I have often considered the question ‘what is a good photograph?’ The work this week suggests an answer is ‘it depends. The context in which a photograph is placed has an impact on its meaning. Change the context and it will often have an impact on the viewer. To answer the question also requires some understanding of the audience. For example an academic audience defined by some rules it has put together will have a very different view to a popular audience.
It is becoming clear to me the subjectivity of the question. A photograph that gets millions of likes on instagram is clearly a successful image if measured by relative volume of hits. There could be many reasons it is still considered by many as a bad photograph. A compulsion by people to look does not mean they think the picture is a good one. Consider 9/11 and the death of Alan Kurdi as examples.
Barthes coined the term analogon suggesting a photograph is a partial but incomplete technology derived representation of something that existed. It is probably as close to any representation we can get but it is missing a lot. It is difficult for us as a viewer to take in what the photograph denotes without first being overcome by our own connotations that are instantly added as we look. Our heads are full of memories, world views, prejudices, canned stories and we instantly in looking seek to match what we see with what we already know. Only a formal critical analysis process would take us back to an understanding of what the photograph denotes. Having completed that process we would then see that as we carried out an analysis of our understanding our ‘personal’ opinion carried the most weight the instant we looked. It is impossible to do other.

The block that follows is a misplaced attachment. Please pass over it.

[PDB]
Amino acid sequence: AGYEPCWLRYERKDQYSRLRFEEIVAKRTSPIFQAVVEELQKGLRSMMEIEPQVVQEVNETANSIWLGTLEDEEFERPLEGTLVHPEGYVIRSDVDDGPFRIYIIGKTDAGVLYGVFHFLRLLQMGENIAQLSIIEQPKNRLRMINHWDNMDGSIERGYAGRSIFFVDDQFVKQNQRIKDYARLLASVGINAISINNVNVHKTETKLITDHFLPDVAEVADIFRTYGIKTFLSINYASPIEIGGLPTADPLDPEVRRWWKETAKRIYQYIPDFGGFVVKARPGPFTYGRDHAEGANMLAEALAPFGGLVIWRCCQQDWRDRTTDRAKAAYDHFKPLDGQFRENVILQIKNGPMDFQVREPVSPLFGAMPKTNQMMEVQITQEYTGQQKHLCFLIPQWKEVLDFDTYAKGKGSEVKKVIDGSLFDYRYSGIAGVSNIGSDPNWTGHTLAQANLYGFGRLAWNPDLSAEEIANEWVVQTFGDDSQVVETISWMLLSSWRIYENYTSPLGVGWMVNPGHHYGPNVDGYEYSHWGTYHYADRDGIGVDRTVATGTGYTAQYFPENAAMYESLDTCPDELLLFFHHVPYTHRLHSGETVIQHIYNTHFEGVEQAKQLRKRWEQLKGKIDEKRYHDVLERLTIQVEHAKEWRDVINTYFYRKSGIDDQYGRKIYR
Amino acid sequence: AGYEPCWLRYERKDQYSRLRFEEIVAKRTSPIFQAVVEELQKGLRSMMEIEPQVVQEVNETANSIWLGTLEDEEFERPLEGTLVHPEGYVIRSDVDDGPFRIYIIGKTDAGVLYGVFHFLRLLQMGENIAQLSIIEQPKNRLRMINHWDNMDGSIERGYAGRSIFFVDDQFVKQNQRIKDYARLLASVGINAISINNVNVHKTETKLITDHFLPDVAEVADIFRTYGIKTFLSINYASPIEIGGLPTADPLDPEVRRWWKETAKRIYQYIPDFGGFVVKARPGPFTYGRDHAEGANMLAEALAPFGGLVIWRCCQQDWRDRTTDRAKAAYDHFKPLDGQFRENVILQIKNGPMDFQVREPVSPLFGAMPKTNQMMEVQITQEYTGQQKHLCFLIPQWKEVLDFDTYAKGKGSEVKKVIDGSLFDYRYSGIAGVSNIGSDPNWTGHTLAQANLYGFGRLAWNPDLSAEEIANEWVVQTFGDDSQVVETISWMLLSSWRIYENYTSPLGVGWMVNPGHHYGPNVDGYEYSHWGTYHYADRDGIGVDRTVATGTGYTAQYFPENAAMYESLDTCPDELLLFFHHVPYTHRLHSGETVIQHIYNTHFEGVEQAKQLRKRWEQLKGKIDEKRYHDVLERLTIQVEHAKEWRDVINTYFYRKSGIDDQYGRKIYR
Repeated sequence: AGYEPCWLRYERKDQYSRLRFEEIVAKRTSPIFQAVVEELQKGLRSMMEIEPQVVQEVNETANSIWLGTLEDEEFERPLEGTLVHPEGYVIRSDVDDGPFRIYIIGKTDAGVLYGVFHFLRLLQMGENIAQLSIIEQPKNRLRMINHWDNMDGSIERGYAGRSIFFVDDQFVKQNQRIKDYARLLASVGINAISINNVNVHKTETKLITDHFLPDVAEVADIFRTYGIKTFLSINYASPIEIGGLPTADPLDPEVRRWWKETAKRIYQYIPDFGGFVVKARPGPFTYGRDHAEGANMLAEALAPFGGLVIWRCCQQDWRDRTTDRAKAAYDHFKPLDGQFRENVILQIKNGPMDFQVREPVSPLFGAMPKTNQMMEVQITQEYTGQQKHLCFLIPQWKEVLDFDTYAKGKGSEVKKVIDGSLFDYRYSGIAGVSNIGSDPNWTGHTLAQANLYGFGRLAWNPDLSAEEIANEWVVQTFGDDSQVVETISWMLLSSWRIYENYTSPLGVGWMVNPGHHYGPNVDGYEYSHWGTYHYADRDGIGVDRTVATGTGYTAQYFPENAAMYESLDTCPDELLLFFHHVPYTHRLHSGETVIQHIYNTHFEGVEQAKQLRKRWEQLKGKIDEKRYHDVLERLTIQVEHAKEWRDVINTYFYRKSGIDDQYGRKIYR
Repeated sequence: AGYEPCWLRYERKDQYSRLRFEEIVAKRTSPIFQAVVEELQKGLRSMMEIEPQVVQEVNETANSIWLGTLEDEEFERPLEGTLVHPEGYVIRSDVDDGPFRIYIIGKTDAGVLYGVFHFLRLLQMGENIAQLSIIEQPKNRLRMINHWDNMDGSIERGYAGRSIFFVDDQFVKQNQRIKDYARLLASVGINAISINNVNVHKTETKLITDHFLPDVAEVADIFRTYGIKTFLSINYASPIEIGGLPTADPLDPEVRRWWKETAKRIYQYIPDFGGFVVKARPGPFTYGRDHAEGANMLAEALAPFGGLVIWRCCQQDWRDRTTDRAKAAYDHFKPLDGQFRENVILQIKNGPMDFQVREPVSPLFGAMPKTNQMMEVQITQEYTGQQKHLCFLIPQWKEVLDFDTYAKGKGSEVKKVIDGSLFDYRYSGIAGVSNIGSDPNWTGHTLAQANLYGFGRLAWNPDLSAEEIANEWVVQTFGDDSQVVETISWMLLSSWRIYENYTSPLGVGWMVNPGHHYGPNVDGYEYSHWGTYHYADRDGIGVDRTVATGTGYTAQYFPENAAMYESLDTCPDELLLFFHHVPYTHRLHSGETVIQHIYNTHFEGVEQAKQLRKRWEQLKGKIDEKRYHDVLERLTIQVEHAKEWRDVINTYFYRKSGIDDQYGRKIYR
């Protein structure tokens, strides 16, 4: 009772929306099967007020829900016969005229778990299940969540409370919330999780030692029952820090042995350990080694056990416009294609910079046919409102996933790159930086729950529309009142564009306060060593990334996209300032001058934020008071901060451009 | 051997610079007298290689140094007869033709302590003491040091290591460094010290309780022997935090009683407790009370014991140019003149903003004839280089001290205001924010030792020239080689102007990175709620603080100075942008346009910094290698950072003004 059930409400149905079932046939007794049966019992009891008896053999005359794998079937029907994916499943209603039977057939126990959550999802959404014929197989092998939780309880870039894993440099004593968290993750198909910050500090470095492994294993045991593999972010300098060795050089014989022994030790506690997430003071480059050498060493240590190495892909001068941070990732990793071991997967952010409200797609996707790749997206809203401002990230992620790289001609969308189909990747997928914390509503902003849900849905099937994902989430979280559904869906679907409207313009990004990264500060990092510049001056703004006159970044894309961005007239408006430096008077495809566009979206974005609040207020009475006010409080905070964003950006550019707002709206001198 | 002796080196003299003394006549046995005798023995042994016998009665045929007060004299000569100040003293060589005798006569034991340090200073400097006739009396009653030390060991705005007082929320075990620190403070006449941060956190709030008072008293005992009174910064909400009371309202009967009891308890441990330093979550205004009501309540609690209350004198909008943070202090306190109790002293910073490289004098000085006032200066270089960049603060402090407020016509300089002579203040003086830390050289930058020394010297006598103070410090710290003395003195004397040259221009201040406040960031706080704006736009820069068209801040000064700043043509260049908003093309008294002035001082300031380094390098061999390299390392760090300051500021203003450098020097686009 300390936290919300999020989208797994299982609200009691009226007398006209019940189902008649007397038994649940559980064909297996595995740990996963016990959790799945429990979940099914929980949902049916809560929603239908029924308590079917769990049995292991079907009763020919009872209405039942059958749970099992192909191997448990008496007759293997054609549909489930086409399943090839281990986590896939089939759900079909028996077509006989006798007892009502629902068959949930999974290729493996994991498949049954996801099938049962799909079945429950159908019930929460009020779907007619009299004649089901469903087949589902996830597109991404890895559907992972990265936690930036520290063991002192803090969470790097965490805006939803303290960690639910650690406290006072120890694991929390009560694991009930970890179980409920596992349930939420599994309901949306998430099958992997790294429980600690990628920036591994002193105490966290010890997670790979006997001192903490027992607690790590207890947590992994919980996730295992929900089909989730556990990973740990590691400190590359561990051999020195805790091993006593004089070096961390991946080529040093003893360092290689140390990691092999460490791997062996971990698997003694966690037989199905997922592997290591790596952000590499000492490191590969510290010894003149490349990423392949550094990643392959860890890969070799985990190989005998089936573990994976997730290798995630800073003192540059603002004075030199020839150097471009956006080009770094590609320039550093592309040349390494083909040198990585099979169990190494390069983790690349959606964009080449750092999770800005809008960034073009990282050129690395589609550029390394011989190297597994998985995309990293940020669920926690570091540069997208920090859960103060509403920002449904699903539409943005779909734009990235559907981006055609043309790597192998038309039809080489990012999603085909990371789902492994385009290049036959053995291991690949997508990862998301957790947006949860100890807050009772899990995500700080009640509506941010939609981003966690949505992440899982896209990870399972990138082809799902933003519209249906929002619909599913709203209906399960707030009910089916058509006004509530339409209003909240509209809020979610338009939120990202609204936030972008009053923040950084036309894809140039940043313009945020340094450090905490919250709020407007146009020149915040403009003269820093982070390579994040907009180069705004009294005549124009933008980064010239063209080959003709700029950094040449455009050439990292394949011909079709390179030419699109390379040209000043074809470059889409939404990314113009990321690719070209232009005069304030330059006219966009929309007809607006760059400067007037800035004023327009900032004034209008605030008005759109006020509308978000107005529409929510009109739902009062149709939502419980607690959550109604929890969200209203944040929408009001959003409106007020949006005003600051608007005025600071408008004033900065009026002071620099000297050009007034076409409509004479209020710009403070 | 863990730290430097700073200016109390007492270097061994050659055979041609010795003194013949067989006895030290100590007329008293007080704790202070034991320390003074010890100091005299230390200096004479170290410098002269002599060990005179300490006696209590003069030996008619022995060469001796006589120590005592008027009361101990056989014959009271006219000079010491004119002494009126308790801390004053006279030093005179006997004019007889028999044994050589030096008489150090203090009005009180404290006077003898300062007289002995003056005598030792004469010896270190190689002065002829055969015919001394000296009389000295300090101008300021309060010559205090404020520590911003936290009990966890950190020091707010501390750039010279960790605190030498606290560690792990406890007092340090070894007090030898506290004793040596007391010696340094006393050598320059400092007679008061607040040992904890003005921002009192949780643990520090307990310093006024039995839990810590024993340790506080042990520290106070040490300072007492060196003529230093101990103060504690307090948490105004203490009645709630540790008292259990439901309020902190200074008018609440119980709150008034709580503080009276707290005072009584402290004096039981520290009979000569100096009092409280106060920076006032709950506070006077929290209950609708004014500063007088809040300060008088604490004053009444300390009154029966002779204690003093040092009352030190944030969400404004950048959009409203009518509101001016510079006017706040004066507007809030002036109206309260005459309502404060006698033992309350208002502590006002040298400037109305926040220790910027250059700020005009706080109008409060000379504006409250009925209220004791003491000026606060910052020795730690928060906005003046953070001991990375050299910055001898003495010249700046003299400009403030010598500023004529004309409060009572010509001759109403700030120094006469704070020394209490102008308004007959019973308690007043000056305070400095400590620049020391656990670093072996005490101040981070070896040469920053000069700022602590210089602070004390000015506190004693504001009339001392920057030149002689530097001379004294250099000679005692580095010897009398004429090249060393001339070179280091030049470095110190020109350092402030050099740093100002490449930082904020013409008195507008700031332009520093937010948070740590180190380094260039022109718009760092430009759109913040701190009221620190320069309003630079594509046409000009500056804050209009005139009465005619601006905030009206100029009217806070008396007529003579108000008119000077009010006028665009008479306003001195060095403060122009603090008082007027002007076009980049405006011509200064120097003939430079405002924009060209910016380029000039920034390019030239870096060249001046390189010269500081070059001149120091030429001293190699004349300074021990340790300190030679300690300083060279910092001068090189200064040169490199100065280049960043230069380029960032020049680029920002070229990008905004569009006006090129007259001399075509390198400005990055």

The Context and Audience for my Own Work
For my own work I need to consider the context and audience. For my Masters the context is an academic piece of work with the audience being the faculty at Falmouth University. It also needs to be exhibition or publishable standard so I do need to look at the external world. Based on my current proposal there are two contexts for the subject matter of my work. The first is capturing the whole experience of being alive through a number of distinctions created by Fritz Perls. Related to this is the subject of mindfulness. The photographic context arising from these subjects is how to represent photographically the idea of being alive and how to photograph mindfully.
Categories: Positions and Practice